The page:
12 U.S.C. § 1972 prohibits banks from extending credit conditioned upon a customer's provision of some additional service other than those usually provided in connection with a loan.1  The remedy for a violation of section 1972 is provided in 12 U.S.C. § 1975 which creates a cause of action for any person who is injured "in his business or property by reason of anything forbidden in section 1972."2  Thus, as a prerequisite for suit under section 1975, a plaintiff must be injured by reason of an action prohibited by section 1972.

The District Court's finding that Citizens' allegedly illegal tying arrangement did not cause plaintiff injury is not clearly erroneous. Plaintiffs' first contention--that they suffered an overall loss as a result of the circumstances surrounding the extension of the line of credit--is belied by the transaction figures themselves. Plaintiff received a net gain as a result of the transactions whether the stock sales are examined in isolation or under an "amount received" versus "amount paid" basis. See Tables A and B.

We believe plaintiffs' other allegations of injury are not of a type cognizable under section 1975. Plaintiffs' claim that they failed to realize a reasonable return on their investment does not state a recoverable injury because section 1972 was not enacted to address the conduct of traditional banking practices. See Sterling Coal Co. v. United American Bank in Knoxville, 470 F. Supp. 964, 965 (E.D. Tenn. 1979). Similarly, plaintiffs' allegation that Citizens' unjustifiably called the loan and charged interest are without merit. These alleged wrongs are not the kind Congress intended to address with section 1972. Section 1972 is not designed to provide a cause of action for simple breach of contract or for relief from onerous contract terms. See, e.g., Freidco of Wilmington, Delaware, Ltd. v. Farmers Bank, 499 F. Supp. 995, 1001 (D. Del. 1980) ("Section 1972 is not a general regulatory provision designed to insure fair interest rates, collateral requirements, and other loan agreement terms."). Plaintiffs' alleged injuries resulting from the repayment of interest or early repayment are properly redressed through state law claims for breach of contract.

Finally, plaintiffs argue that they were injured when Citizens called the loan and they were forced to liquidate other stocks at below market prices resulting in a loss of approximately $60,000. Plaintiffs claim that this loss would not have occurred but for the alleged tying arrangement with Citizens. We disagree. Plaintiffs were forced to liquidate stock in July of 1985, not as a direct result of the alleged tying violations, but because Mr. Giannone had borrowed the $42,840 remaining on the line of credit and used the funds for plaintiffs' own personal benefit. Thus, plaintiffs did not have sufficient funds on hand to repay Citizens and were forced to liquidate other stocks. As the District Court aptly noted "the Court does not believe that Sec. 1975 was meant to compensate individuals [for] their unwise investments with the profits made from activities forbidden by section 1972." Cf. Exchange Nat'l Bank of Chicago v. Daniels, 768 F.2d 140, 144 (7th Cir. 1985); Campbell v. Wells Fargo Bank, N.A., 781 F.2d 440, 443 (5th Cir.), cert. denied, 476 U.S. 1159 (1986).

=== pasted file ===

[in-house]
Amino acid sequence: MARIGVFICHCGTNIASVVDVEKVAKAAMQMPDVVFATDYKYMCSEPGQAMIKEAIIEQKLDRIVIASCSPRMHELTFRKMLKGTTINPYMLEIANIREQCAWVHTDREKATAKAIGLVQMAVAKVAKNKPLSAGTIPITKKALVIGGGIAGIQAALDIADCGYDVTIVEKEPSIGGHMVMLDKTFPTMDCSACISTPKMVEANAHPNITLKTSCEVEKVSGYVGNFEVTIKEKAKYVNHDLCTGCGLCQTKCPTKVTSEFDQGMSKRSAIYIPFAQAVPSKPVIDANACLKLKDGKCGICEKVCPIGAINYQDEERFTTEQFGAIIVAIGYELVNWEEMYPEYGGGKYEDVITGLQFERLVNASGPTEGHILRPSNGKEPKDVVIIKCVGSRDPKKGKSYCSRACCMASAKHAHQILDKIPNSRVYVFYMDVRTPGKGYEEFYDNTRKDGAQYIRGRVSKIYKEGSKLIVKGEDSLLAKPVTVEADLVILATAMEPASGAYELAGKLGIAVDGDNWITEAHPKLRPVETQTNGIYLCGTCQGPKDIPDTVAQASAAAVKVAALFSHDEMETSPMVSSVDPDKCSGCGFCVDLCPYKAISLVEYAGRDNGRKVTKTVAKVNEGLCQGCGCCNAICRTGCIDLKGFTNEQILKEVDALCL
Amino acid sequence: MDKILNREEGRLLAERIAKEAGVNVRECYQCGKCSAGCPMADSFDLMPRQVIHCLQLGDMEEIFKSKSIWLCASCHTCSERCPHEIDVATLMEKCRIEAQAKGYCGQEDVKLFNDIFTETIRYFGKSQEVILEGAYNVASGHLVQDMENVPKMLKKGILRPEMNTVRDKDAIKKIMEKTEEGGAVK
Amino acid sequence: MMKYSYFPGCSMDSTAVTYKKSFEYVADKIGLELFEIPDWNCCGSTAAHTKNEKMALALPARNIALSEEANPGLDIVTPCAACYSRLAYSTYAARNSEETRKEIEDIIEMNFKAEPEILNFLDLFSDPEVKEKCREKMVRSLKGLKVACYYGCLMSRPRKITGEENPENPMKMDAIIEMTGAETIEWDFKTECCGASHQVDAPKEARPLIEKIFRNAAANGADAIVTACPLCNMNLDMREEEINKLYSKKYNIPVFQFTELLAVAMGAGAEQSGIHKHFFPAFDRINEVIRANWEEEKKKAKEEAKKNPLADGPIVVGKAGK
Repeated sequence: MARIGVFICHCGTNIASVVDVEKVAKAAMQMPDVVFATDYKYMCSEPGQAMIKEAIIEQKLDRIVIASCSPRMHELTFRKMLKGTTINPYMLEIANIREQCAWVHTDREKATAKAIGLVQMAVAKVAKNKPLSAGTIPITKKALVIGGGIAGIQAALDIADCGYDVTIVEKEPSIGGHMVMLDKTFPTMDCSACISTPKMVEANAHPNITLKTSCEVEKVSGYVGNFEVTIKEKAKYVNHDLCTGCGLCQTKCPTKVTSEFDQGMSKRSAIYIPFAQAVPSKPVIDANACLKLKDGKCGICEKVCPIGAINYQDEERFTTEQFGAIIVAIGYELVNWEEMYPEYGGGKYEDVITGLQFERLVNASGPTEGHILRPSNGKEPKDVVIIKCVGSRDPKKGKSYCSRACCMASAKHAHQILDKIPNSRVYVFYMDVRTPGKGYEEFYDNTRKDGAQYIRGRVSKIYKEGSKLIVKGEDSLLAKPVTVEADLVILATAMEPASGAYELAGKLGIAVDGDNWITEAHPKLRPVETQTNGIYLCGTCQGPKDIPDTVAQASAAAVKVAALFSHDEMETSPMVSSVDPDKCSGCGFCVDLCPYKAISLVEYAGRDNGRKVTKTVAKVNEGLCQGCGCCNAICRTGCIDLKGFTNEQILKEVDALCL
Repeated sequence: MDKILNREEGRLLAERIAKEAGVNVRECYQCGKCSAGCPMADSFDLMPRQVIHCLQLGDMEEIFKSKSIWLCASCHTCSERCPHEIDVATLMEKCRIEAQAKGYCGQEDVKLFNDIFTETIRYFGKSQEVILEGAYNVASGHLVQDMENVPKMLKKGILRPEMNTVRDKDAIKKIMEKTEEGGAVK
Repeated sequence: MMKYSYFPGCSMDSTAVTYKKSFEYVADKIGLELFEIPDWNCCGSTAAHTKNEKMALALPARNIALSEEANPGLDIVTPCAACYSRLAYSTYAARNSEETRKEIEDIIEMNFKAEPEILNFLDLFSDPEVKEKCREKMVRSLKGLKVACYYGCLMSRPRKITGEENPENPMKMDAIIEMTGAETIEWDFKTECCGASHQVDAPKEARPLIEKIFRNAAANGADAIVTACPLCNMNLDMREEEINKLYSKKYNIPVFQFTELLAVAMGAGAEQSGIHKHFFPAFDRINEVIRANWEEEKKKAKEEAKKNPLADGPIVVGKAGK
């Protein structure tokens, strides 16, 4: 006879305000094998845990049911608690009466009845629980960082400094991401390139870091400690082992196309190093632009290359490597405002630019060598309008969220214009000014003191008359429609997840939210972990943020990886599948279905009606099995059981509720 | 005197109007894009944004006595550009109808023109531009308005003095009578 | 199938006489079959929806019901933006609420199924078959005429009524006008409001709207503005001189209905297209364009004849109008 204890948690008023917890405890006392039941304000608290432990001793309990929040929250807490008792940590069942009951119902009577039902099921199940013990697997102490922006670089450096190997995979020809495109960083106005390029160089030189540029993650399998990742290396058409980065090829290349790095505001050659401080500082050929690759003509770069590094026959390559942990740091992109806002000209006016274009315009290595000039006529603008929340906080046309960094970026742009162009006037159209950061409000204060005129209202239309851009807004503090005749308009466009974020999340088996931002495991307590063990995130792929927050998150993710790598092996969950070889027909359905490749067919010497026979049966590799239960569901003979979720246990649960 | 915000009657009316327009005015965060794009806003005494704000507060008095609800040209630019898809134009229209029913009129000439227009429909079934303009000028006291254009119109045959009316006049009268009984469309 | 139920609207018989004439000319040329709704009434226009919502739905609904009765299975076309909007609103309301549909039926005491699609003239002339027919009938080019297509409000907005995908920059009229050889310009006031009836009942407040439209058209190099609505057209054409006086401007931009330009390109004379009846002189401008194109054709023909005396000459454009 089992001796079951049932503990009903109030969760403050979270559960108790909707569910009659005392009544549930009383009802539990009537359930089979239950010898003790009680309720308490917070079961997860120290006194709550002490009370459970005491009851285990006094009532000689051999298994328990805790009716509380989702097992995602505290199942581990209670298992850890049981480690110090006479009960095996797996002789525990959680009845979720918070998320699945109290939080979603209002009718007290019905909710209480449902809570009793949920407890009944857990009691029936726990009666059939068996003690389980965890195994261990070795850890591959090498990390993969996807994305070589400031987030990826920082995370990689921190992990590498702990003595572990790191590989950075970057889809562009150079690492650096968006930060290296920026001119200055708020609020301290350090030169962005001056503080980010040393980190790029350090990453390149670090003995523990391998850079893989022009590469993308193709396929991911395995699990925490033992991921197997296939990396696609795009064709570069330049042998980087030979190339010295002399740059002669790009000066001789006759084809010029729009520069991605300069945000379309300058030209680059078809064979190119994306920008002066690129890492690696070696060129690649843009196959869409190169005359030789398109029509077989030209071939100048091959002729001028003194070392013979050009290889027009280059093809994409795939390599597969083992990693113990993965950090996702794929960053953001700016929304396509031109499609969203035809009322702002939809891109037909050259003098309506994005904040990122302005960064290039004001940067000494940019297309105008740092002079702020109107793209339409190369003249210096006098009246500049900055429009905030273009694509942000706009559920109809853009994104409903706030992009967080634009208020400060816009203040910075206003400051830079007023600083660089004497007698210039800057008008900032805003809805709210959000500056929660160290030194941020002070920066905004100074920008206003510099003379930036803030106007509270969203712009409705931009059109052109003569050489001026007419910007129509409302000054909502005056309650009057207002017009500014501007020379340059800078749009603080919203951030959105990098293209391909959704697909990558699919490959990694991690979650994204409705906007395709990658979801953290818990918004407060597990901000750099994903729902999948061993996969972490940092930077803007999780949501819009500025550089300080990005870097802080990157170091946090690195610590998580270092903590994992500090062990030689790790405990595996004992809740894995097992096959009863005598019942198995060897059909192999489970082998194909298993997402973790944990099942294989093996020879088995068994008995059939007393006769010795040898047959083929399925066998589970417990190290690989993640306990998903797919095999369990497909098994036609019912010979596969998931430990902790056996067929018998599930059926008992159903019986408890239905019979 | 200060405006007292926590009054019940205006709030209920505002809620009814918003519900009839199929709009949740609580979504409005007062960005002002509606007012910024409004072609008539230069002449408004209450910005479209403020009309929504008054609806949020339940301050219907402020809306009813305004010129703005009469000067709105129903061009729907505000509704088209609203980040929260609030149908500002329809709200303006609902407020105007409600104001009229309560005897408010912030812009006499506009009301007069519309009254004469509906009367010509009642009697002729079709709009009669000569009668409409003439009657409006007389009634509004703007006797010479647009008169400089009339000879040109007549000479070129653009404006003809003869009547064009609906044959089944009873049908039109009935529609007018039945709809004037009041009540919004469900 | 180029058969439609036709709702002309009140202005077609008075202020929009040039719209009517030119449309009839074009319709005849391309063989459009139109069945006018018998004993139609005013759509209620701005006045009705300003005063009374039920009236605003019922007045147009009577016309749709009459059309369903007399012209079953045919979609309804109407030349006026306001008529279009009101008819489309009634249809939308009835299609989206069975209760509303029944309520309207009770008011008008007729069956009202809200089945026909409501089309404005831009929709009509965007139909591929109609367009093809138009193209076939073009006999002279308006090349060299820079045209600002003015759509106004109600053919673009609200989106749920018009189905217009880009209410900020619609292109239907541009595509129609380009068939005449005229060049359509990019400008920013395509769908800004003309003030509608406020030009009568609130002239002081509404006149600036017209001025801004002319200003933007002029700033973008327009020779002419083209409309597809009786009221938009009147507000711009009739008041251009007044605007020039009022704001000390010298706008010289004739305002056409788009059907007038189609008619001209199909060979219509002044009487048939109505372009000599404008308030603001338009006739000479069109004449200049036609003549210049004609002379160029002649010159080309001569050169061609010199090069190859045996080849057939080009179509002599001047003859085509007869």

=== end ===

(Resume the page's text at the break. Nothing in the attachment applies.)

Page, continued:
For the foregoing reasons, the judgment of the District Court is AFFIRMED.

TABLE A Sale Price of Stock $292,608.97 231,581.00 $524,189.97 Dividends Received 4,126.00 4,571.60 3,158.56 3,117.24 14,973.40 Less: Purchase Price of Stock 451,110.00 2,750.00 3,300.00 457,160.00 ----------- Gross Gain (Loss) [on Stock Transaction] 82,003.37 Less: Interest Paid 55,958.23 ----------- 26,045.14 [Alleged] Overpayment 7,837.13 ----------- Net Gain (Loss) 18,208.01
TABLE B Amount Received Stock Sale $292,608.97 Stock Sale 231,581.00 Dividend 4,126.00 Dividend 4,571.60 Dividend 3,158.56 Dividend 3,117.24 ----------- 539,163.37 Amount Paid Repaid Loan 500,000.00 Interest 55,958.22 ----------- 555,958.22 Net Gain (Loss) (16,794.85) Plus: Cash received not used to purchase stock 42,840.00 Real Gain (Loss) 26,045.15 Less: Overpayment 7,837.13 ---- 18,208.02
 1

12 U.S.C. § 1972 provides in the pertinent part: "A bank shall not in any manner extend credit ... on the condition or requirement-- ... (C) that the customer provide some additional credit, property, or service to such bank, other than those related to and usually provided in connection with a loan."

 2

12 U.S.C. § 1975 provides in the pertinent part: "Any person who is injured in his business or property by reason of anything forbidden in section 1972 of this title may sue therefor ... and shall be entitled to recover three times the amount of the damages sustained by him."